The month leading up to Spring Festival is the period when oranges enter the market in large volumes, but it is also the period when many products become more expensive. Will the price of oranges warm up before Spring Festival?
The production volume of oranges in Guangxi hit a record high this year. In addition to Guangxi, the surface area devoted to orange plantation in Sichuan, Guangdong, and Yunnan is not small either. The large volumes of oranges enter the market around the same time, which means that buyers have abundant choice and can afford to be selective. This puts pressure on the price of oranges. Furthermore, quite a few households have their own orange trees and the oranges can not be kept for very long. Farmers have no choice but to lower the price in order to sell their oranges.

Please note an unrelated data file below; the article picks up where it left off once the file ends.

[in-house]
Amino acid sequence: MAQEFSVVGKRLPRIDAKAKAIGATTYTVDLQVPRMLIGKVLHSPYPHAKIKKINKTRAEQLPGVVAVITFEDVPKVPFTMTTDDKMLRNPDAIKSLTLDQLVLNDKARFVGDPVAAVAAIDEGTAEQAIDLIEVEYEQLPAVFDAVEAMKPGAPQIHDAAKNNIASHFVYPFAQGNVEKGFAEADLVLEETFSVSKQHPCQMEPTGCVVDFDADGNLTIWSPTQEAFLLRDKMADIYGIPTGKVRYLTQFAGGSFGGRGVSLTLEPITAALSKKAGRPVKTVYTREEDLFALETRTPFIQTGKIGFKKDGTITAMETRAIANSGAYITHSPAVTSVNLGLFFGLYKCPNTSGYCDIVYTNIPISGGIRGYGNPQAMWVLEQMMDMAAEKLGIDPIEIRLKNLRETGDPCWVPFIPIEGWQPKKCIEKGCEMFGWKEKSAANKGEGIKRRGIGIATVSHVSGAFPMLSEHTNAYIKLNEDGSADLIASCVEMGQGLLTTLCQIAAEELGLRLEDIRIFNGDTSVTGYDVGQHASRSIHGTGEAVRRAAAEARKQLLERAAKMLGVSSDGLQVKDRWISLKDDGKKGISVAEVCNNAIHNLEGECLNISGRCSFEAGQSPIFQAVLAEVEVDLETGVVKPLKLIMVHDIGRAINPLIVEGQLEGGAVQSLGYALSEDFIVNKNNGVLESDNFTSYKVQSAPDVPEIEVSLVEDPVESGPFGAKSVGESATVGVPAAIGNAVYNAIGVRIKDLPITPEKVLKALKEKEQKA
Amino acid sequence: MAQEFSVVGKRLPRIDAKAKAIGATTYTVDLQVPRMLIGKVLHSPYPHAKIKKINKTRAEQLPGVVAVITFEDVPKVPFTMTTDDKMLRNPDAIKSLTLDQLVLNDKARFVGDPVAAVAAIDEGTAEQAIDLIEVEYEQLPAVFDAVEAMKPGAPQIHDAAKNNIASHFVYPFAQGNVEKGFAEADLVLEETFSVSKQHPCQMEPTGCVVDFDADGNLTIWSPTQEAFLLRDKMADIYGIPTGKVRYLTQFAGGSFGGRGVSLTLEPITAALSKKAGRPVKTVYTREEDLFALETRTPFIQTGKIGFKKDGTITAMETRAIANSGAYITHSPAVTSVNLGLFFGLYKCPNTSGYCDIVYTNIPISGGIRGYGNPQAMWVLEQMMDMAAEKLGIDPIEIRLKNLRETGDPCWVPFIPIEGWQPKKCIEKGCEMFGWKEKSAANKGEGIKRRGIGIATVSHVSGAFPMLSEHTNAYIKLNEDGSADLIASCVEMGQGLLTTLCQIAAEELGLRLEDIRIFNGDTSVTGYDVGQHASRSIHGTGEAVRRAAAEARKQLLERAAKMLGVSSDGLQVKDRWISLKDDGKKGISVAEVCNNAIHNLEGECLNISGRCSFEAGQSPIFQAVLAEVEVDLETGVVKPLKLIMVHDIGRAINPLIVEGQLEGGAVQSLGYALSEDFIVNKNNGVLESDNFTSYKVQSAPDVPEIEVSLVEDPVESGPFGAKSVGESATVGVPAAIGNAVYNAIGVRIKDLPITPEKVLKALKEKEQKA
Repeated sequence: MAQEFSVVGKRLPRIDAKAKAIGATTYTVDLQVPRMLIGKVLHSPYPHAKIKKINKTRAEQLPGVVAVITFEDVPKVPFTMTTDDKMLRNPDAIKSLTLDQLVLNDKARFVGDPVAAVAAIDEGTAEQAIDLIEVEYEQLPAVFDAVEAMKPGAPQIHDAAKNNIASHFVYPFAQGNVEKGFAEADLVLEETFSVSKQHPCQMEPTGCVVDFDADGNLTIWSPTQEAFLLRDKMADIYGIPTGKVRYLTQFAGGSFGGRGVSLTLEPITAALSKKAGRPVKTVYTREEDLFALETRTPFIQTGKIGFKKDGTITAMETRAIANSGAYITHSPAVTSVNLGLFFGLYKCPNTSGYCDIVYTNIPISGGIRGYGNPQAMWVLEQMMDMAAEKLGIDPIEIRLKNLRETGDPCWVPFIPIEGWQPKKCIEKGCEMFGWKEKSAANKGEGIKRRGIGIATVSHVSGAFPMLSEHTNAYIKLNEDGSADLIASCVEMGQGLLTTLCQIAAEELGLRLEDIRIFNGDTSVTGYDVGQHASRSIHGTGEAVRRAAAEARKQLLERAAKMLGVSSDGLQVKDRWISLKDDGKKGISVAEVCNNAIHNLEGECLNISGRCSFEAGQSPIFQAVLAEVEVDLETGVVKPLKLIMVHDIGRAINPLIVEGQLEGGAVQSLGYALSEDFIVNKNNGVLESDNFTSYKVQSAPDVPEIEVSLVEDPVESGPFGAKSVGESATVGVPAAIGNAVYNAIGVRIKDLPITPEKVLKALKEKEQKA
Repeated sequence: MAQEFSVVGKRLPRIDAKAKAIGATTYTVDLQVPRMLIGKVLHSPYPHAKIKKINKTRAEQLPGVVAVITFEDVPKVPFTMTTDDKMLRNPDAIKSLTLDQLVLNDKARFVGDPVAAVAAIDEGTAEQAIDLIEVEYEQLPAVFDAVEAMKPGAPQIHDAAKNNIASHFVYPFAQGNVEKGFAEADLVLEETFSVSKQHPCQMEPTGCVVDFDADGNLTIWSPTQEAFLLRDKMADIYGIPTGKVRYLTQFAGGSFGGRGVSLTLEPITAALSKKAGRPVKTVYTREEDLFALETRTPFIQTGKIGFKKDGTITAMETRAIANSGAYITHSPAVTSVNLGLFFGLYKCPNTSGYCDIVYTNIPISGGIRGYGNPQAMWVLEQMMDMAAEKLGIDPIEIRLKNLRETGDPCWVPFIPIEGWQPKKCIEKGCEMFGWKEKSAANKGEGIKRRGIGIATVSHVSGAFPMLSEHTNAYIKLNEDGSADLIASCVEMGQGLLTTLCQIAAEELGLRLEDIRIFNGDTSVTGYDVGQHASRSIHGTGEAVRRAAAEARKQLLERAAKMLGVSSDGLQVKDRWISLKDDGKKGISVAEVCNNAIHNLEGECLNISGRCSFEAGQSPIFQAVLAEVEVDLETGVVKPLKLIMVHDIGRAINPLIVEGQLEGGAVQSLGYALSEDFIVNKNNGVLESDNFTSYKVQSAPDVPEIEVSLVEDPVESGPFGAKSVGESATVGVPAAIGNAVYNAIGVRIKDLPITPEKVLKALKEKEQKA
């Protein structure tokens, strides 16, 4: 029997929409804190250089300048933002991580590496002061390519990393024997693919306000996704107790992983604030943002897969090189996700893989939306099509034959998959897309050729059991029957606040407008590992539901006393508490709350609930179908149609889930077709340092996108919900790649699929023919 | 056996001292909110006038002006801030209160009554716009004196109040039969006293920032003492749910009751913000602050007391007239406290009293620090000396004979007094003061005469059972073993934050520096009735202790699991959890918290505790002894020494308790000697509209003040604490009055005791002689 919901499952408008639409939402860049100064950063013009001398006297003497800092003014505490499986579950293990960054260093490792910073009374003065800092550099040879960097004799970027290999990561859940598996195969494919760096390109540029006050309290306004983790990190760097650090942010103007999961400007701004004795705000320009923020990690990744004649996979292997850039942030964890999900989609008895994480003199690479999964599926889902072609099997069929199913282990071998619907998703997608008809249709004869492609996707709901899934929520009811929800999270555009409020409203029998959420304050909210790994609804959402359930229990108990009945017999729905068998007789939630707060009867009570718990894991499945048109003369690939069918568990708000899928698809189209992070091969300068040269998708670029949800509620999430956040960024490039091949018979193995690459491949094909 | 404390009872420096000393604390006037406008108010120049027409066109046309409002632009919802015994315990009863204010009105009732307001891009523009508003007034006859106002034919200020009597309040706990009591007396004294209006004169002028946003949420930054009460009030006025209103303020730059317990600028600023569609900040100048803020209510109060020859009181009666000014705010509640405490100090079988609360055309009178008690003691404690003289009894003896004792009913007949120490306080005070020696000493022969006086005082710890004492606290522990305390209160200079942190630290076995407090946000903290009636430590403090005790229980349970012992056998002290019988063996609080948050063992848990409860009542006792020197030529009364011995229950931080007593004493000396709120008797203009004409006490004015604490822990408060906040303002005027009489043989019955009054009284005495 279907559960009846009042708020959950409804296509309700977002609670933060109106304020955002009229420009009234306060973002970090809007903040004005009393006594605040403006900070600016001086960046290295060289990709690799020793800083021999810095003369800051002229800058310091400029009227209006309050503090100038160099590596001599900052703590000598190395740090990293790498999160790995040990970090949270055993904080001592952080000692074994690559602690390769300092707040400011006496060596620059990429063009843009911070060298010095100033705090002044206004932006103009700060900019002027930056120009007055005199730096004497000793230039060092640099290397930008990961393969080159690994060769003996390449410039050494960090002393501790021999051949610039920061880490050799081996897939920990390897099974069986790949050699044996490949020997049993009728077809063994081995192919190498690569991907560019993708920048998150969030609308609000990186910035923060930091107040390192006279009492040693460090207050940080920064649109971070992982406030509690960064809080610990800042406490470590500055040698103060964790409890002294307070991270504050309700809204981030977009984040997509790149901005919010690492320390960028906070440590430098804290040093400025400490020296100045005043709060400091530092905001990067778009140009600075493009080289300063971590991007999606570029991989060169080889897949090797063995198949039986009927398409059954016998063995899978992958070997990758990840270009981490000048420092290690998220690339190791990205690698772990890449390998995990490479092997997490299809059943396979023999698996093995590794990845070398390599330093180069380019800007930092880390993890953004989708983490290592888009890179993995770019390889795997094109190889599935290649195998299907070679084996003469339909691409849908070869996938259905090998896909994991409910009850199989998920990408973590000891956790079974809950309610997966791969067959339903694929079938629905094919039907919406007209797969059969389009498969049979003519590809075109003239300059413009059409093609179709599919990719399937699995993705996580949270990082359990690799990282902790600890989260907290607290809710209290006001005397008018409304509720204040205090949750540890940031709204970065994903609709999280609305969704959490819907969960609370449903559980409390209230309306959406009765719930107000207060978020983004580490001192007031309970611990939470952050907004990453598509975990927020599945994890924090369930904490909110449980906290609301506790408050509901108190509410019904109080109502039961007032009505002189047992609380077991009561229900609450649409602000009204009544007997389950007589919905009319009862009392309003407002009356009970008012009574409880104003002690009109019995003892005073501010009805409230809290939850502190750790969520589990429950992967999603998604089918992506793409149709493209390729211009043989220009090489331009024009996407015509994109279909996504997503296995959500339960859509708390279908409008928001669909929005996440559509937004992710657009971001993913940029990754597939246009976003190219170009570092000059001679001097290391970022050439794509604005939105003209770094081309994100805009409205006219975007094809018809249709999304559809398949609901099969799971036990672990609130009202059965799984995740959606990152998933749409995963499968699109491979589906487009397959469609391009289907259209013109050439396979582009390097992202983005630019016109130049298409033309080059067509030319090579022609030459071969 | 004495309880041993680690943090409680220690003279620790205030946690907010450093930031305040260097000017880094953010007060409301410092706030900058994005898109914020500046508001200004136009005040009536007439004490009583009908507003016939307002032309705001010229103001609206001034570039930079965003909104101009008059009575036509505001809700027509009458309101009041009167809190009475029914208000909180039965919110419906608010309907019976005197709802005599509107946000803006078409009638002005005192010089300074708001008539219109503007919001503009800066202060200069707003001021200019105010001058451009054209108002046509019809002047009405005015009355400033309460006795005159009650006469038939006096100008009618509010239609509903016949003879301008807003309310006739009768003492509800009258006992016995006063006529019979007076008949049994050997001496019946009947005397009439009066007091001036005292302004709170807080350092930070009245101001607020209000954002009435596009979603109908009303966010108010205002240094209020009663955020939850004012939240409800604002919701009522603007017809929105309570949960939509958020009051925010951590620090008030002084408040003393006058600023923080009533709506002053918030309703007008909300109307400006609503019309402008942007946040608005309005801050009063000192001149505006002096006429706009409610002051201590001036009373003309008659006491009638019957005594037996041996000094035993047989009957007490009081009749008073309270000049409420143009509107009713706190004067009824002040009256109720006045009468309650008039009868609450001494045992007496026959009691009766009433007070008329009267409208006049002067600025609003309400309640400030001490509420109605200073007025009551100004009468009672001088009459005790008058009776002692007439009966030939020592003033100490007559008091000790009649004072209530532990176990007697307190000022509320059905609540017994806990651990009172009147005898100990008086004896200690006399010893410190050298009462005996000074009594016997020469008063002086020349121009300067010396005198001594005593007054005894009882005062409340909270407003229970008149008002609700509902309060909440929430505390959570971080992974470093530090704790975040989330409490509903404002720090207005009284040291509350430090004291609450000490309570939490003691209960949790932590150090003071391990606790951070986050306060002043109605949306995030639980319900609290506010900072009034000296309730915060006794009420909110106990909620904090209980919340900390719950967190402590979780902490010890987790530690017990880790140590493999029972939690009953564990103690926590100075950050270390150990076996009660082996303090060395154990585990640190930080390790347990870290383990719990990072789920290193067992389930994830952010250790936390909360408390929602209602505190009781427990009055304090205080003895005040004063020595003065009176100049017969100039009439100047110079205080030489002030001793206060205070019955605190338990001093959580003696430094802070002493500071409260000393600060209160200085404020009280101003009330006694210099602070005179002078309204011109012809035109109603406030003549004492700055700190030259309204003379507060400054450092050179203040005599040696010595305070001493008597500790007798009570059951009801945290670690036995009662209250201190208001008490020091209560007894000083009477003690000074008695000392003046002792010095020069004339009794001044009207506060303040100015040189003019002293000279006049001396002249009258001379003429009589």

The temperature in south China has recently been quite cool. The rainy, overcast weather created difficulties for orange storage. The moist weather affected product quality. Taken into consideration that the overall production volume increased, the market in south China simply was unable to absorb the entire orange harvest. The only solution was transport to north China, but transport adds to the cost price. This means that the retail price of oranges in north China went up as well.
The color and flavor of oranges also diminishes as a result of transport from the south to the north of China. Oranges that were harvested when they were ripe had started to rot by the time they arrived in north China. Farmers therefore harvested unripe oranges, which consumers of course did not appreciate either.
This analysis may suggest that a price increase is unlikely for oranges, but the Spring Festival is fast approaching and many people will buy gift boxes of oranges for friends and relations. This stimulus may lead to a slight price increase. However, the rise will be limited by excessive supply and transport costs.